by Fraser RaleighA calm week in Frewin Court; nice for the Union to know there can still be such a thing. Kate Denham introduced the debate, speaking clearly, logically and entertainingly and demonstrating the problems within the education system effectively if slightly simplistically with a bowl of apples and the puns to go with it. Andrew Marshall for the opposition was calm and self-assured, delivering his ripostes eloquently and speaking of the inequalities that grammar schools propagate.

First of the invited speakers, Graham Brady MP, who resigned from the Shadow Cabinet because of the internal row over grammar schools, shifted the blame on education away from selective schools to independent ones and re-iterated the statistics demonstrating the academic achievements of grammar schools.

Keith Bartley conceded that the schools worked but that the system itself was rotten, focussing on the flaws in the 11+ to the detriment of fleshing out the case against the record of grammar schools and failing to provide evidence for his claims regarding impinged social mobility.

After the unusual spectacle of a sitting President making a brief speech for the proposition in the floor debate Chris Woodhead, former head of Oftsted and David Jesson closed the debate for the proposition and opposition respectively. The two were the most enlightening of the debate as they both spoke fluently with minimal notes, bringing pure knowledge and experience as their main weapon. Woodhead talked passionately about the way grammar schools can be socially beneficial, cleverly separated the current 11+ exam from selective education as a whole and claimed that it was independent, not comprehensive schools that benefited from the abolition of grammar schools. Jesson was similarly erudite and unlike the rest of the opposition provided some convincing statistical evidence against selection.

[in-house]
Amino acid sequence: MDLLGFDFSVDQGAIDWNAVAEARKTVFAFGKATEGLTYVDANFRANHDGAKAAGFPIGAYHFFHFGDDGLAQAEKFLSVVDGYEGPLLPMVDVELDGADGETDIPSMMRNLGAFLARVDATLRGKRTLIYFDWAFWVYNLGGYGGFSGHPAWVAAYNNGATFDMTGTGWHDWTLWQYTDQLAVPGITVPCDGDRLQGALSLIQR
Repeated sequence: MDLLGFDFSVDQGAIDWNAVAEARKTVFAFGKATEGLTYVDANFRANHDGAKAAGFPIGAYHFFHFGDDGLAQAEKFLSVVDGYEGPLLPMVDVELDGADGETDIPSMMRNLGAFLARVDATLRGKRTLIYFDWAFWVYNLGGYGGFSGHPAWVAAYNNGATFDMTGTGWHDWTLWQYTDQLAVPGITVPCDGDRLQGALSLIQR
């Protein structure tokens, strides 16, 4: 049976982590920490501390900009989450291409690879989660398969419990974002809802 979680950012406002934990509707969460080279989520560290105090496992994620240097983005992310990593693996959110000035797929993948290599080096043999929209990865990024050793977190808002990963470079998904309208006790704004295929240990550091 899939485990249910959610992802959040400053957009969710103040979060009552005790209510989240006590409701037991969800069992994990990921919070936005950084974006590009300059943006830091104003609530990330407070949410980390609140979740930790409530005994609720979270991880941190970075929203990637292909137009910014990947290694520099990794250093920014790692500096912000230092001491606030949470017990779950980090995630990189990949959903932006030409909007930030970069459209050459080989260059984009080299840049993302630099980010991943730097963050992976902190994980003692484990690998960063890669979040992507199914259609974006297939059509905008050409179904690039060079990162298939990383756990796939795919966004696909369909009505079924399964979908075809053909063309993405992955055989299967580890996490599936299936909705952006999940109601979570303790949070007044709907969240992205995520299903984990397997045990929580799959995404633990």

While entertaining and informative, however, the question of class was too casually and broadly bandied about during his speech, and the debate as a whole, without allowing for the subtleties that exist in reality. Overall however the debate was intellectually stimulating, well informed and unspectacular; short, sharp and back to basics.